Rocky Mountain (56th Annual) and Cordilleran (100th Annual) Joint Meeting (May 3–5, 2004)

Paper No. 1
Presentation Time: 8:20 AM


IHINGER, Phillip D., WATKINS, James M., BERNHARDT, Jesse E. and JOHNSON, Breck R., Geology, Univ of Wisconsin - Eau Claire, 105 Garfield Ave, Eau Claire, WI 54701,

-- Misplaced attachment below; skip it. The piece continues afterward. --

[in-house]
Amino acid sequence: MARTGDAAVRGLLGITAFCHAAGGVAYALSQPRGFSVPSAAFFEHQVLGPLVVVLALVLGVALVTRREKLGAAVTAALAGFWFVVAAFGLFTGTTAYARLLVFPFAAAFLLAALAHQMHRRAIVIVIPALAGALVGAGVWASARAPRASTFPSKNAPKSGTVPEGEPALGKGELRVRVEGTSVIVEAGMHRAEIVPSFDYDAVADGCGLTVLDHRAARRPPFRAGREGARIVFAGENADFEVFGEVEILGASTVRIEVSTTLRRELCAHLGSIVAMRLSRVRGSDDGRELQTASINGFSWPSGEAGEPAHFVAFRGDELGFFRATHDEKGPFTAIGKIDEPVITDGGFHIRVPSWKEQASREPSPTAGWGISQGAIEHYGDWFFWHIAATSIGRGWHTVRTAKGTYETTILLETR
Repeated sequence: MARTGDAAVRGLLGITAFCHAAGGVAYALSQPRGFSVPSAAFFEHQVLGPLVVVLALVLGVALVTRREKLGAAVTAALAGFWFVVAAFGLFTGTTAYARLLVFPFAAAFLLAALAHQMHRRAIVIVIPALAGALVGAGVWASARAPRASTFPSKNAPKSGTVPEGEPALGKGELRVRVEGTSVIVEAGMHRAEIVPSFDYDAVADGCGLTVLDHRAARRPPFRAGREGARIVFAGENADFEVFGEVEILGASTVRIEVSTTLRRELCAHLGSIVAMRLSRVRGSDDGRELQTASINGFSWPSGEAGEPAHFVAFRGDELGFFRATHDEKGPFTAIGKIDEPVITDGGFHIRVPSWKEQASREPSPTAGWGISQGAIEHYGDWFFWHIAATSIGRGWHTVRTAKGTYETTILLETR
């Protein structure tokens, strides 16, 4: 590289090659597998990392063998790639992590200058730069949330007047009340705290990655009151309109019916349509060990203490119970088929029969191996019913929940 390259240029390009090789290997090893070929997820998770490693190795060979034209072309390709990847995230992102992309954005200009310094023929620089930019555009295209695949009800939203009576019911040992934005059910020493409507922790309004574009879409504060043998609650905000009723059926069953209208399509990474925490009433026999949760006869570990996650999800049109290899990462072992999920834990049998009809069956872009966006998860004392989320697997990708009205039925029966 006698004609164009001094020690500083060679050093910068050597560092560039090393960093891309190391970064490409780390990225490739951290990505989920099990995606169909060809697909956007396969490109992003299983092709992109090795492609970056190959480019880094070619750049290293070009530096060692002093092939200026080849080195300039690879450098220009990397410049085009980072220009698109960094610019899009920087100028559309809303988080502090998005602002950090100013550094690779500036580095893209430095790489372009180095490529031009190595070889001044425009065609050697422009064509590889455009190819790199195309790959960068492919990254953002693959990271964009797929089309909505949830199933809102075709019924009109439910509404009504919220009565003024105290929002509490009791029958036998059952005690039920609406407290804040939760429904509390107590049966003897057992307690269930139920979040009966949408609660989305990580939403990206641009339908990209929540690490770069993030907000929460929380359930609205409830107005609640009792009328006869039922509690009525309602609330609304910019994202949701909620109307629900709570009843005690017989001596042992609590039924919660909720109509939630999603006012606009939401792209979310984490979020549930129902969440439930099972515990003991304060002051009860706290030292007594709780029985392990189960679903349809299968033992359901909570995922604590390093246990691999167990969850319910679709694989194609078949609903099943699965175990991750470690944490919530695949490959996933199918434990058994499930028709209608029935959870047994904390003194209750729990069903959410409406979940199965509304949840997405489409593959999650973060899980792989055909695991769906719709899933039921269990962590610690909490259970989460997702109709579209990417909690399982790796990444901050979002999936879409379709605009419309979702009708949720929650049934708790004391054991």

The western edge of the North American continent has experienced an unusual history of prolonged magmatism and deformation over the last 80 million years. In particular, significant calc-alkaline magmatism and structural deformation are found well inboard of that found at typical continental arc margins. Researchers have documented other curious features in the magmatic and deformational record of the distended province, including: 1) ‘thin-skinned’ deformation of the Sevier orogeny; 2) basement uplift associated with the ‘thick-skinned’ Laramide orogeny; 3) extension in the hinterland contemporaneous with Laramide deformation in the foreland; 4) early Tertiary production of two-mica granites; 5) coeval eruption (same time and same place) of arc-like magmas and magmas with OIB trace element and isotopic signatures throughout the province from 50 My to today; 6) basin and range extension during the mid-Tertiary with concurrent production of significant bimodal basalt-rhyolite volcanism; 7) massive outpouring of the Columbia River flood basalts in the Miocene; 8) divergence of the ‘Yellowstone’ hotspot track at ~15 Ma to form the coeval ‘Newberry’ track; and 9) continued active mafic and felsic volcanism. Many of these features have been attributed to the shallowing of the subducting Farallon plate beneath western North America between 80 and 50 My, and substantial evidence supports this hypothesis. Subduction of progressively younger oceanic crust and/or a warm oceanic plateau, and accelerated westward motion of the North American plate are plausible mechanisms already proposed to generate this shallowing, but they fail to account for features 3-9 listed above. We posit that impingement of the positively buoyant starting plume head of the Yellowstone hot spot with the underside of the negatively buoyant, subducting Farallon plate beginning at ~80 My resulted in massive uplift of the slab, the overlying mantle wedge, and the continental lithosphere. Increased heat flow, uplift-induced pressure release, and fluids released from devolatization led to large-scale melting of the sub-continental lithosphere and crust. Our model is consistent with geophysical measurements of the present-day Cordilleran province, including a seismically anomalous upper mantle, high heat flow, and broad regional uplift.